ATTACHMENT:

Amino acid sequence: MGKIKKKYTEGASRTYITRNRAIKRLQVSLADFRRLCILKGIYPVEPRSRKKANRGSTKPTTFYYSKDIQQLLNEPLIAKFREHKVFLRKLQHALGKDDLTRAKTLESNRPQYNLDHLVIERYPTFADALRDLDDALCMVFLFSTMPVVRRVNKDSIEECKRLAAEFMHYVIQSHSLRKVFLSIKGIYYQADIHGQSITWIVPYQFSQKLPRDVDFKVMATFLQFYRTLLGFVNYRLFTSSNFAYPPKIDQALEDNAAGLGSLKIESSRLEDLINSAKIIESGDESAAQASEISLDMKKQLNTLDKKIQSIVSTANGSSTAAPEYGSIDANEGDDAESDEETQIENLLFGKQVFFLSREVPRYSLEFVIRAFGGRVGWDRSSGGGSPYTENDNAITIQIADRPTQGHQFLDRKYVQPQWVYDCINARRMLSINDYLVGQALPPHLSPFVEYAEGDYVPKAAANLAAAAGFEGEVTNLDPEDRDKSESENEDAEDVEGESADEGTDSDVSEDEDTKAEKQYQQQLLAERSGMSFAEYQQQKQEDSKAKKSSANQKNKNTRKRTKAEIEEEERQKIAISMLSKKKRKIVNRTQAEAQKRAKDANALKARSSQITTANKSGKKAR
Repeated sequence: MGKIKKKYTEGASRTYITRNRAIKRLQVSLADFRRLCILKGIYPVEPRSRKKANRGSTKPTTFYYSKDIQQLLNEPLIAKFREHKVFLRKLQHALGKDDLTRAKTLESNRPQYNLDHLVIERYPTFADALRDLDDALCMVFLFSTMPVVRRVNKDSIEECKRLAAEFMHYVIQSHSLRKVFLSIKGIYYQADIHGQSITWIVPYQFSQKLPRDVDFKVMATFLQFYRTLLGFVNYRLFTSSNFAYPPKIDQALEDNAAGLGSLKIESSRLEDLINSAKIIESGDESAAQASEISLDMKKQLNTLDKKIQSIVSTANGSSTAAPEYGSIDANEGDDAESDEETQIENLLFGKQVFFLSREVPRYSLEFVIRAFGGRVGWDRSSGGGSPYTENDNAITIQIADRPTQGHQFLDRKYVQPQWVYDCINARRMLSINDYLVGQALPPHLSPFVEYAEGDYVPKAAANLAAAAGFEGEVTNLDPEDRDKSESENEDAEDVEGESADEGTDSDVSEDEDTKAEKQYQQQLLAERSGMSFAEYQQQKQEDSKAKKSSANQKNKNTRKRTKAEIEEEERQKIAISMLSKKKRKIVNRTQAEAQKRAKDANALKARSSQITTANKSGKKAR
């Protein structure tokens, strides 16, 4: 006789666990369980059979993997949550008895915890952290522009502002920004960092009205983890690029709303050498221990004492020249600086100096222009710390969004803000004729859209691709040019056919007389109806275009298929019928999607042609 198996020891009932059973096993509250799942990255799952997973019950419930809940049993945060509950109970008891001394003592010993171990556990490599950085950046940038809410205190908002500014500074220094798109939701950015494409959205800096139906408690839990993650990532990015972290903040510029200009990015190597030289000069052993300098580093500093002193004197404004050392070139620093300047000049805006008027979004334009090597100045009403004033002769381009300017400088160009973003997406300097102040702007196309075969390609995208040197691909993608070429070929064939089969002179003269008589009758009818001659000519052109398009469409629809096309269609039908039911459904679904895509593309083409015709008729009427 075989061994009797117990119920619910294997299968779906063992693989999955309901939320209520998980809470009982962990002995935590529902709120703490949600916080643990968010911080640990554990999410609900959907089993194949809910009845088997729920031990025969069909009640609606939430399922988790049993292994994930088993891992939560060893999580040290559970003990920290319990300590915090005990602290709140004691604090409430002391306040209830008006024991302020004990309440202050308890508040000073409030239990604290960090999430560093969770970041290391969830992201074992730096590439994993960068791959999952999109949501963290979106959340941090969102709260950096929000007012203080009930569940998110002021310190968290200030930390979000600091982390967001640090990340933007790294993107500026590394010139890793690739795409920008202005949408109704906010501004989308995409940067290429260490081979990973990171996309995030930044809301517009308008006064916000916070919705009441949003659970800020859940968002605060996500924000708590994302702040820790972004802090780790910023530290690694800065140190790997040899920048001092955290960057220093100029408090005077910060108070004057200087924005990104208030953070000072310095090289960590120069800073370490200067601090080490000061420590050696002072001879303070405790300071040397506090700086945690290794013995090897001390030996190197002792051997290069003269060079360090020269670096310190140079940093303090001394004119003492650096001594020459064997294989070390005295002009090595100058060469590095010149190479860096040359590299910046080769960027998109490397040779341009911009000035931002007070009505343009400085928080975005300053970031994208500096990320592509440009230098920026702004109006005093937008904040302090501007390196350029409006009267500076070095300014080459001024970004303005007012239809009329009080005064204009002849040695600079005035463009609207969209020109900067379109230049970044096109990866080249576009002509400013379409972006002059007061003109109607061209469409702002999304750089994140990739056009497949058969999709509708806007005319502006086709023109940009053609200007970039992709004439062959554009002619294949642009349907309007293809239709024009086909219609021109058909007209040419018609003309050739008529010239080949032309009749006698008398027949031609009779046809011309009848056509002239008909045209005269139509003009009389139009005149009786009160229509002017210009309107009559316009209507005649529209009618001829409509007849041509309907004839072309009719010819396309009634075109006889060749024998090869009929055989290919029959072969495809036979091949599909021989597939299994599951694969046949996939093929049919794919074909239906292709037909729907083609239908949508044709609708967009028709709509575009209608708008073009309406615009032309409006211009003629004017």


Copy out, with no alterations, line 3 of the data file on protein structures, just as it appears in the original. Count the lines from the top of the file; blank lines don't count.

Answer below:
């Protein structure tokens, strides 16, 4: 006789666990369980059979993997949550008895915890952290522009502002920004960092009205983890690029709303050498221990004492020249600086100096222009710390969004803000004729859209691709040019056919007389109806275009298929019928999607042609 198996020891009932059973096993509250799942990255799952997973019950419930809940049993945060509950109970008891001394003592010993171990556990490599950085950046940038809410205190908002500014500074220094798109939701950015494409959205800096139906408690839990993650990532990015972290903040510029200009990015190597030289000069052993300098580093500093002193004197404004050392070139620093300047000049805006008027979004334009090597100045009403004033002769381009300017400088160009973003997406300097102040702007196309075969390609995208040197691909993608070429070929064939089969002179003269008589009758009818001659000519052109398009469409629809096309269609039908039911459904679904895509593309083409015709008729009427 075989061994009797117990119920619910294997299968779906063992693989999955309901939320209520998980809470009982962990002995935590529902709120703490949600916080643990968010911080640990554990999410609900959907089993194949809910009845088997729920031990025969069909009640609606939430399922988790049993292994994930088993891992939560060893999580040290559970003990920290319990300590915090005990602290709140004691604090409430002391306040209830008006024991302020004990309440202050308890508040000073409030239990604290960090999430560093969770970041290391969830992201074992730096590439994993960068791959999952999109949501963290979106959340941090969102709260950096929000007012203080009930569940998110002021310190968290200030930390979000600091982390967001640090990340933007790294993107500026590394010139890793690739795409920008202005949408109704906010501004989308995409940067290429260490081979990973990171996309995030930044809301517009308008006064916000916070919705009441949003659970800020859940968002605060996500924000708590994302702040820790972004802090780790910023530290690694800065140190790997040899920048001092955290960057220093100029408090005077910060108070004057200087924005990104208030953070000072310095090289960590120069800073370490200067601090080490000061420590050696002072001879303070405790300071040397506090700086945690290794013995090897001390030996190197002792051997290069003269060079360090020269670096310190140079940093303090001394004119003492650096001594020459064997294989070390005295002009090595100058060469590095010149190479860096040359590299910046080769960027998109490397040779341009911009000035931002007070009505343009400085928080975005300053970031994208500096990320592509440009230098920026702004109006005093937008904040302090501007390196350029409006009267500076070095300014080459001024970004303005007012239809009329009080005064204009002849040695600079005035463009609207969209020109900067379109230049970044096109990866080249576009002509400013379409972006002059007061003109109607061209469409702002999304750089994140990739056009497949058969999709509708806007005319502006086709023109940009053609200007970039992709004439062959554009002619294949642009349907309007293809239709024009086909219609021109058909007209040419018609003309050739008529010239080949032309009749006698008398027949031609009779046809011309009848056509002239008909045209005269139509003009009389139009005149009786009160229509002017210009309107009559316009209507005649529209009618001829409509007849041509309907004839072309009719010819396309009634075109006889060749024998090869009929055989290919029959072969495809036979091949599909021989597939299994599951694969046949996939093929049919794919074909239906292709037909729907083609239908949508044709609708967009028709709509575009209608708008073009309406615009032309409006211009003629004017």